Couple’s hope for compensation from easyJet for disruption after rejection

Tom and Ella Perry, who were due to flight back from Crete to the UK on Monday night (Tom Perry/PA)
Tom and Ella Perry, who were due to flight back from Crete to the UK on Monday night (Tom Perry/PA) Tom and Ella Perry, who were due to flight back from Crete to the UK on Monday night (Tom Perry/PA)

A sales executive who estimated he and his wife were “about £2,200 out of pocket” after their flight from Crete was cancelled due to an air traffic control glitch are hopeful about receiving compensation after initially being denied by easyJet.

Tom Perry, 31, told the PA news agency on Tuesday that their easyJet flights for the night before from Heraklion airport to Luton had been cancelled due to the glitch.

The couple, based in Cornwall, were offered new easyJet flights home for the following Monday, free of charge, which they accepted as “that was the only [direct flights] available” at the time, Mr Perry said.

Tom Perry, who estimates that he and his wife are ‘about £2200 out of pocket’ to to the flight disruption (Tom Perry/PA)

Mr Perry said: “Then, about an hour later, I looked online and found one that goes from Crete airport this coming Friday with Jet2, so we booked with them to go back to Bristol.”

The couple paid £1,172 for the Friday flights and requested a refund for the Monday return flights the couple were no longer availing of, but easyJet had declined.

The flight cancellation forced the couple to pay for an extended stay at their accommodation in Sissi for around £250, a parking space for additional days at Luton airport for around £120, and an extended stay for their dog at a kennel.

Mr Perry’s wife, Ella, 27, is an NHS nurse who could “lose pay or annual leave”, he said.

Mr Perry said he “spent six hours on live chats and calls, albeit probably 4.5 hours was trying to get through” and easyJet were “refusing to refund”.

On Wednesday morning, easyJet provided the couple with the opportunity to apply for compensation for the expenses they have accumulated due to the flight disruption.

Mr Perry told the PA news agency: “Obviously I’m not going to get my hopes up too much until it comes through but yeah, obviously, it does make a difference.

“The lady on the phone today has been really, really helpful, but what I can’t quite understand is why we weren’t offered this option yesterday.

“We’ve submitted some paperwork and now we’re waiting for them to process it and hopefully get some money transferred back to us.

“What they said eventually is that, with the disruption protocol – which I can’t really understand why we weren’t offered yesterday – we should have been given the chance to pay for a flight and get paid the difference between the easyJet value of the flight and the value of the new flight.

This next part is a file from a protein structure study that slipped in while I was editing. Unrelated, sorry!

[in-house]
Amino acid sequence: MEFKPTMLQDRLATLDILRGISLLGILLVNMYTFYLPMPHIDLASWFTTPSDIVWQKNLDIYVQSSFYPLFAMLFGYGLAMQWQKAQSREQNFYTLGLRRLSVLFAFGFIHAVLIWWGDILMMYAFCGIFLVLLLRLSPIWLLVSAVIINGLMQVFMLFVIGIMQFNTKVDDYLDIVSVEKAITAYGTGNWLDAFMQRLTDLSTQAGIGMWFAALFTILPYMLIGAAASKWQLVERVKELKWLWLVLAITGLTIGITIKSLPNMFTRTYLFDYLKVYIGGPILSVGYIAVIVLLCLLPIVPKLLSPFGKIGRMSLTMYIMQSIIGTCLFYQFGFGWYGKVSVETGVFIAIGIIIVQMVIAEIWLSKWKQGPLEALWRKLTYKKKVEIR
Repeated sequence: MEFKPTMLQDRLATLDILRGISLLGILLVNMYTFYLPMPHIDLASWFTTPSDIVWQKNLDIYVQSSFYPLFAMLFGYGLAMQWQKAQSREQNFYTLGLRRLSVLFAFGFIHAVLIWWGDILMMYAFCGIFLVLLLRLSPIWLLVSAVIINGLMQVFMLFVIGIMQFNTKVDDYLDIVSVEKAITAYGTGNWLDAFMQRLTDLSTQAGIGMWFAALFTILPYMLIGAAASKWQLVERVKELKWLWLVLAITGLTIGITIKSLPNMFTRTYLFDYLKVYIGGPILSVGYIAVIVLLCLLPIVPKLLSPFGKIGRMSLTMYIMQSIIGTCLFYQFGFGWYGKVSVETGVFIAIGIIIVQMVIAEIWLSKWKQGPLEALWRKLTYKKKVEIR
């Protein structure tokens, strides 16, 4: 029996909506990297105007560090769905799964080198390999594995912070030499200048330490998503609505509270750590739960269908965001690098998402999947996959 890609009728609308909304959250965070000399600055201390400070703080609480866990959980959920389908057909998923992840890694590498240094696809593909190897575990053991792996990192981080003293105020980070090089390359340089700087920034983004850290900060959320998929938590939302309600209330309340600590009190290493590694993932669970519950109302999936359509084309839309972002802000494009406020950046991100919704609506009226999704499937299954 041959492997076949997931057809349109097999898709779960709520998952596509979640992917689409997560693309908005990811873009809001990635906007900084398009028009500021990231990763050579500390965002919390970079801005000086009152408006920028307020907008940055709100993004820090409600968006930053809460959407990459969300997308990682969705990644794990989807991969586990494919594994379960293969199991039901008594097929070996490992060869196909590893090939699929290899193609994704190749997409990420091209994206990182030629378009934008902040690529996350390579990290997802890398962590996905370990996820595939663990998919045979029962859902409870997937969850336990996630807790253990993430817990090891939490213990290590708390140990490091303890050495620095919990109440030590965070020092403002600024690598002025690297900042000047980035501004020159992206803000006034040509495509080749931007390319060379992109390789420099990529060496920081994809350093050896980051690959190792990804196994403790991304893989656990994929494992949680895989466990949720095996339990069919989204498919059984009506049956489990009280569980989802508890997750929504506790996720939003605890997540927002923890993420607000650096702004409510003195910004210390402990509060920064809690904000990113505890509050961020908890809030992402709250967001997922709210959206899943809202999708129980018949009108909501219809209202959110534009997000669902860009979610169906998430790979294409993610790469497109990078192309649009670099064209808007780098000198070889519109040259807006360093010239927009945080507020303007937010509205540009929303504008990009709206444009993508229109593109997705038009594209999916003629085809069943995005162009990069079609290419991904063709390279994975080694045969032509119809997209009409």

“We should have, hopefully, about £650 back on that, plus a ticket towards the extended parking in Luton.”

The couple have also requested compensation for the additional days at their accommodation and will submit invoices for their dog’s extended stay at a kennel, Mr Perry said.

He said the easyJet representative said: “‘When we get home, if there’s anything else, you can send it in’, so when I get back and get invoices, I can try and send them in as well.”

easyJet told the PA news agency on Wednesday morning that it would refund the difference between their original easyJet return flight and their new return flight.

The airline said: “We have been doing everything we can to minimise the impact of the disruption, providing customers with information on their options to transfer their flight for free or receive a refund, securing hotel accommodation where possible and advising any customers who make their own accommodation or alternative travel arrangements that they will be reimbursed.

“While this is outside of our control, we apologise for the difficulty this has caused and we remain focused on doing all possible to assist and repatriate our customers as soon as possible at this very busy time of year.”

Travel delays started on Monday after a UK air traffic control failure, which meant flight plans had to be input manually by controllers.

More airline passengers suffered flight cancellations on Tuesday due to the knock-on impact.

The air traffic control failure was caused by flight data received by National Air Traffic Services (Nats), with both primary and back-up systems responding by suspending automatic processing, chief executive Martin Rolfe said on Tuesday.